Smith and Beck Horizontal Compound Microscope (No. 88 )

Age: c1850
Made by: Smith & Beck
Made in: London
Smith & Beck
6 Coleman St

This is a microscope made by the firm of Smith and Beck c1850. It is a brass compound microscope mounted horizontally to the top of a fruit wood box. The microscope attaches to the box via a dovetail clasp, with the illuminating mirror pressed into a brass hole. The underside of the top has two tapered brass legs that fit into mounts on either side of the box base. When assembled the microscope is fixed at a comfortable incline. The microscope body has a toothed rack that mates to a matching pinion gear mounted in a cupped and dovetailed sliding mechanism. This rack & pinion assembly acts as the coarse focus mechanism. The stage is mounted to a spring-loaded shaft inserted into the main support cylinder, which itself is mounted to the box. A graduated thumbwheel at the base of the cylinder turns a threaded shaft that allows the spring to move the stage up or down. This assembly forms the fine focus. The stage is rectangular and is geared allowing two thumbwheels to move it in the X or Y direction. The optics of the microscope consist of a Ramsden eyepiece and a multi-lens objective. The high-magnification objective has a correction collar to compensate for the various positions of the draw tube. The microscope can be disassembled and stored in the wooden case. The only accessories are two bone slides, one of which has samples of fish scales. The 1 1/2" objective lens comes with a brass case. The top of the case is engraved "Smith and Beck, 6 Coleman Street London". The microscope body is 24.5cm long. Imaging is very good showing little or no spherical and chromatic aberration.

James Smith (d1870) was a "mathematical instrument maker" in London during the first quarter of the 19th Century. Joseph Jackson Lister (1786–1869) employed Smith to make microscopes to accommodate the achromatic objectives he was creating. By 1826 the first instrument based on Lister's design was created by Smith in his company on 50 Ironmonger Row, Old Street, London. One of Smith's early clients was the Royal Microscope Society who, in 1841, recieved its first microscope from Smith. In the early 1840s Richard Beck, nephew of JJ Lister, apprenticed to Smith. In 1847 Beck became a partner of Smith wherein the company changed its name to Smith & Beck and moved to 6 Coleman Street, London. This microscope in the Golub Collection was made by the firm of Smith & Beck c1850.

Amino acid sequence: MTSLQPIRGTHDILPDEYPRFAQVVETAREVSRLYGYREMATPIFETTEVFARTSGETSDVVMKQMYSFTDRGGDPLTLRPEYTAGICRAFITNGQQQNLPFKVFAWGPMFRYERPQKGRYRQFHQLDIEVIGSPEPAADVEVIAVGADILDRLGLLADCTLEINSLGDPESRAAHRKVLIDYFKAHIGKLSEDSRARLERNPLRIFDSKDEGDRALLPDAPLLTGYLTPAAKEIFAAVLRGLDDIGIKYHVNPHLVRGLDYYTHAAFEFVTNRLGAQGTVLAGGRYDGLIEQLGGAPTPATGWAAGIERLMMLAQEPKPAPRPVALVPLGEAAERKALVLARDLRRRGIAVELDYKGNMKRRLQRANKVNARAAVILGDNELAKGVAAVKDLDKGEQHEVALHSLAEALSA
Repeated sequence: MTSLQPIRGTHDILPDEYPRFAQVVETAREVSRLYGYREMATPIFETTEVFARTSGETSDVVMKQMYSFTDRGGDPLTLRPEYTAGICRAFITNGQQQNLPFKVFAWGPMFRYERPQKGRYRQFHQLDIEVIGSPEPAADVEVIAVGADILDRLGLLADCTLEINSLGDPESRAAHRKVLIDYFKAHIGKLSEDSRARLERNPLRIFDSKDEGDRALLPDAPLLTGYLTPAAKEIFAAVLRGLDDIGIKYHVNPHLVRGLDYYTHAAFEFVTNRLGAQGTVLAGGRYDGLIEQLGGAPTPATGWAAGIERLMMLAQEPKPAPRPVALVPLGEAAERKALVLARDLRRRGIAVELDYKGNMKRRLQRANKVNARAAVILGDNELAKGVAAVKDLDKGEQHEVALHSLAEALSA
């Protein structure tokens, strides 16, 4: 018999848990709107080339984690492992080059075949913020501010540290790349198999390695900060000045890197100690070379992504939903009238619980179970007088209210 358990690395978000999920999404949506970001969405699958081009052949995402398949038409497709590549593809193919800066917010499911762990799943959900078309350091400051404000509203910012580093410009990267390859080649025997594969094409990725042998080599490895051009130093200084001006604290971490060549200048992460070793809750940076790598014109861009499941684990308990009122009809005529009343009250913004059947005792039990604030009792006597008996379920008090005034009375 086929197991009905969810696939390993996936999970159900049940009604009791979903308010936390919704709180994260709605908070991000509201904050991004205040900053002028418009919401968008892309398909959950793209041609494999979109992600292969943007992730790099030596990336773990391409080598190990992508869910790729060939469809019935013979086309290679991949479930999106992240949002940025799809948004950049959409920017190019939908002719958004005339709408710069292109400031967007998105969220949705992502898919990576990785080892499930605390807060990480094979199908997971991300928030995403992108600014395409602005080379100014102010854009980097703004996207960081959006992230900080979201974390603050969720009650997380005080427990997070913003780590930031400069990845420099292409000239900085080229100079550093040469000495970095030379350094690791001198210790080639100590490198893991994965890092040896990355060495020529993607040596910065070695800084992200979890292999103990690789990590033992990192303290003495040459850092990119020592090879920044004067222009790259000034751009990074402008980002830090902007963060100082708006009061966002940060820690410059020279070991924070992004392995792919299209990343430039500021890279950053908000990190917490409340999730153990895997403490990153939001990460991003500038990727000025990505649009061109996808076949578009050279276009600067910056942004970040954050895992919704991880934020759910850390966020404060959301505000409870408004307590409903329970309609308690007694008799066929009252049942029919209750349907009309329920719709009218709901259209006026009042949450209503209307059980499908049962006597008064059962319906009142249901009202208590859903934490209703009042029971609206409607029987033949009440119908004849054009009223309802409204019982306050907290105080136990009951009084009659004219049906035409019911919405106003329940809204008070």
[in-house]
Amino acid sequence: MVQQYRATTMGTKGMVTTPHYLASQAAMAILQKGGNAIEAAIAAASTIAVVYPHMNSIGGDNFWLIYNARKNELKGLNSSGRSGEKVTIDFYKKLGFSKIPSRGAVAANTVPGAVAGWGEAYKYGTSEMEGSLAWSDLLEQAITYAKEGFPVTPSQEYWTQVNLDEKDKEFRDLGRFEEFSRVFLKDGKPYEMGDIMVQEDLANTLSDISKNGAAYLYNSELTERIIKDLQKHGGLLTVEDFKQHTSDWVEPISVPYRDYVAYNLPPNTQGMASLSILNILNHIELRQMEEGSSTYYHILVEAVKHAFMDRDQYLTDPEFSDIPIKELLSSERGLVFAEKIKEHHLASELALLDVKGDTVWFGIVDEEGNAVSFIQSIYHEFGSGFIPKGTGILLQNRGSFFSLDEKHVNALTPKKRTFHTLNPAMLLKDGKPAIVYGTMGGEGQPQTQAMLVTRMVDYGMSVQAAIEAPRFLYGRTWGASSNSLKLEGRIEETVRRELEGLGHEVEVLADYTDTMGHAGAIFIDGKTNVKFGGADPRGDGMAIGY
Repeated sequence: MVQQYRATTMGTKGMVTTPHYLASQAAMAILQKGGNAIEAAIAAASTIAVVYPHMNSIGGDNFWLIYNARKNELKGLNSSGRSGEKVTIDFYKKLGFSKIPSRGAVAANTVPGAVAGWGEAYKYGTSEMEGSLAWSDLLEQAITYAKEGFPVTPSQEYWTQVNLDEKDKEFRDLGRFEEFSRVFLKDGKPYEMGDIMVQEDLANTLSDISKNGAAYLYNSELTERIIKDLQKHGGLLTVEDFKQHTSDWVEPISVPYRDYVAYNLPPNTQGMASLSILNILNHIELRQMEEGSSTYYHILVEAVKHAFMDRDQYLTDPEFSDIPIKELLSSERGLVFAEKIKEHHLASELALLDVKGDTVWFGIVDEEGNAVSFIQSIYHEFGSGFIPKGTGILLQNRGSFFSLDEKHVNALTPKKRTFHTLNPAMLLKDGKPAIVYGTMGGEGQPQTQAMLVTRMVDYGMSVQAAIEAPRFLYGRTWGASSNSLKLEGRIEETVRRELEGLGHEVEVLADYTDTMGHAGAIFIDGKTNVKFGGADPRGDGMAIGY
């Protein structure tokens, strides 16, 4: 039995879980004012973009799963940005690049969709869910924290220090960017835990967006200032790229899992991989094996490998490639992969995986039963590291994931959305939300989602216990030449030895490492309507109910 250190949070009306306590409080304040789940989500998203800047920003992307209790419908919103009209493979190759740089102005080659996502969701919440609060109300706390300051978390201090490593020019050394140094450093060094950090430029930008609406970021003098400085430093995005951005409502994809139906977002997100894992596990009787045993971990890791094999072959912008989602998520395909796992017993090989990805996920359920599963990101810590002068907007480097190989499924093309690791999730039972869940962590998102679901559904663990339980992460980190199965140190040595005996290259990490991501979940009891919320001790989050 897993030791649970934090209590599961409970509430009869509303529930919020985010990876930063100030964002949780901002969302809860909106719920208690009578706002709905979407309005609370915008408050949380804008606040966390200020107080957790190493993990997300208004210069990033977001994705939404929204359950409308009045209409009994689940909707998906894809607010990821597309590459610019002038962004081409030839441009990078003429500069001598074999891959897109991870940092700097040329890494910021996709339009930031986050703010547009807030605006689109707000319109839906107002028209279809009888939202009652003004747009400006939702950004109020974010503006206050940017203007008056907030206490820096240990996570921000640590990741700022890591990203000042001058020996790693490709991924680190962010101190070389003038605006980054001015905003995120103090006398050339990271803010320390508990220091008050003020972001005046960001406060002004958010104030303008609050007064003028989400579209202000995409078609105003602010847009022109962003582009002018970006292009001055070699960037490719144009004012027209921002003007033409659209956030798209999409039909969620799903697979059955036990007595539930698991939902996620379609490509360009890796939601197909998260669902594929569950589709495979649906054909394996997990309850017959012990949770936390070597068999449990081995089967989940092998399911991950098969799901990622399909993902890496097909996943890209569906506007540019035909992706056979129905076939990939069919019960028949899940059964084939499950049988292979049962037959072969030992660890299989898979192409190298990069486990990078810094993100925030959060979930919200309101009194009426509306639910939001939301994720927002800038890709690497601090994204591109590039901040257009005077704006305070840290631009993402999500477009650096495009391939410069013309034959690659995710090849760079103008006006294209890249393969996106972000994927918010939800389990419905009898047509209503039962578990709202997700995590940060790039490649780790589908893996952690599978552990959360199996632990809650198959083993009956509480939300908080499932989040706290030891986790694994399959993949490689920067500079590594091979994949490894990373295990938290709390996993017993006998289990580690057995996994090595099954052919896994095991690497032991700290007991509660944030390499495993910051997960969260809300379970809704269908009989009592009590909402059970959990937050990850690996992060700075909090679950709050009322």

In 1851 Beck's brother Joseph (1829–1891) joined the firm, and in 1857 the company became "Smith, Beck & Beck". In 1865 James Smith retired and the company changed names again to became "R & J Beck". At that time the firm moved to 68 Cornhill, London. From 1870–1885 the R&J Beck company sold microscopes in the United States through the James W Queen & Co. Chestnut Street, Philadelphia. James Smith was elected a member of the RMS in 1840. Richard Beck was elected in 1855 and brother Joseph Beck was elected to the RMS in 1859.

Microscope featured 12/2014